Former top Pentagon officials warn of "extreme strain" on civilian-military relations
The U.S. is experiencing an "exceptionally challenging" environment for the relationship between military and civilian parts of society, a large group of former Pentagon leaders warned in an open letter published Tuesday.
Why it matters: The letter, which cited political polarization and other social changes, was signed by eight former defense secretaries and five former Joint Chiefs chairmen from both Republican and Democratic administrations.
- Among the signatories were two of former President Trump's defense secretaries, Jim Mattis and Mark Esper.
- The letter was published Tuesday by War on the Rocks.
The big picture: The former officials said challenges stem from social disruptions sparked by the COVID-19 pandemic, political polarization and the end of the U.S. wars in Iraq and Afghanistan "without all the goals satisfactorily accomplished."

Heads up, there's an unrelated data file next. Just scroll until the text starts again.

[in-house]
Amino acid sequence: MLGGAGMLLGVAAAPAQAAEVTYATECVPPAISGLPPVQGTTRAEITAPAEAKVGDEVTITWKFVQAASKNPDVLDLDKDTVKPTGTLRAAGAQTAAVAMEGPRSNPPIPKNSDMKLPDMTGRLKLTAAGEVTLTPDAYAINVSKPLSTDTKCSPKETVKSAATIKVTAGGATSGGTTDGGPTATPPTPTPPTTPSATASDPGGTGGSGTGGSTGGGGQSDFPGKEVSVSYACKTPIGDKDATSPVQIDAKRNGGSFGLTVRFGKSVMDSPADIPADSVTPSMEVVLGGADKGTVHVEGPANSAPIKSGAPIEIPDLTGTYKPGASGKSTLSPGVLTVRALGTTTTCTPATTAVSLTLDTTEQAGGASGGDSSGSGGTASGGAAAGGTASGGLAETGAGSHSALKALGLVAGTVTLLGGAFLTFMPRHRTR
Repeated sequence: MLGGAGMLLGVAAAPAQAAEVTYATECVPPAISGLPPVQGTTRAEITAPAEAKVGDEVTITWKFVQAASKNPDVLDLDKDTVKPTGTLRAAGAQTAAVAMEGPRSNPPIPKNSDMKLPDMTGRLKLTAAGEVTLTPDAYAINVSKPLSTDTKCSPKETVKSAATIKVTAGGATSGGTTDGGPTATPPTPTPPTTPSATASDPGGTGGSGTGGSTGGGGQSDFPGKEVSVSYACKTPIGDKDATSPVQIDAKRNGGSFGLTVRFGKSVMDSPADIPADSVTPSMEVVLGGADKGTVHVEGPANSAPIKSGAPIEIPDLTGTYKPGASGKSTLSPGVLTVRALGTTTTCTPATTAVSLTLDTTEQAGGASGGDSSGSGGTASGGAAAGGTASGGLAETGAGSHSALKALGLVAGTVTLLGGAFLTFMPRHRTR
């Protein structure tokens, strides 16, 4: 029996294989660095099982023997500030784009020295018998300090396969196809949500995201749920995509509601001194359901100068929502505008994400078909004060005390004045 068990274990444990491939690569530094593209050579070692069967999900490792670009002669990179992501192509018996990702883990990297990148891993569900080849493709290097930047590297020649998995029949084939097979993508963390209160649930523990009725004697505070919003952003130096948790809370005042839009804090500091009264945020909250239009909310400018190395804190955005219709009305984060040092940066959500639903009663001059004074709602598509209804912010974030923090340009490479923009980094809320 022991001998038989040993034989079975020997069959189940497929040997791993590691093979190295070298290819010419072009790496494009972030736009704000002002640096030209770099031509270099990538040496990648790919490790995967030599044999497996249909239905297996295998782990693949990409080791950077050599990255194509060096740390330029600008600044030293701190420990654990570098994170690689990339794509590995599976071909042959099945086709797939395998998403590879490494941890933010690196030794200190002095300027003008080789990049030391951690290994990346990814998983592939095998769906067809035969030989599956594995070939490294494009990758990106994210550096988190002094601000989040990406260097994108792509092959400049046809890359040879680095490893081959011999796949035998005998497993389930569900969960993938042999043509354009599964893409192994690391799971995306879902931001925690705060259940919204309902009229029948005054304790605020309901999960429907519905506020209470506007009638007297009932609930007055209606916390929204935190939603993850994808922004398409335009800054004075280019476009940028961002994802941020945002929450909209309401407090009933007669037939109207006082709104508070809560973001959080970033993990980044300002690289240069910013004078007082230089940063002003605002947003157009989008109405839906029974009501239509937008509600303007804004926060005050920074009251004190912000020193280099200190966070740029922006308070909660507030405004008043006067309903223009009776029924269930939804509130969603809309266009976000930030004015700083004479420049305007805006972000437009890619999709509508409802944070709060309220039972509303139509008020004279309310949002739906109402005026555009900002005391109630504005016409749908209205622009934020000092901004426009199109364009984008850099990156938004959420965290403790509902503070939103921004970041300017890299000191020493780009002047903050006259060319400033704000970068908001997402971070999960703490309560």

- The U.S. also faces "more daunting competition" from other countries in the future, the letter warned.
- While the letter does not pinpoint blame on either political party, it notes that the 2020 election was the "first election in over a century when the peaceful transfer of political power was disrupted and in doubt."
- The letter then recaps the "core principles and best practices" of governing civilian-military relations, such as civilian control of the military.
What they're saying: "Many of the factors that shape civil-military relations have undergone extreme strain in recent years."
- "Looking ahead, all of these factors could well get worse before they get better."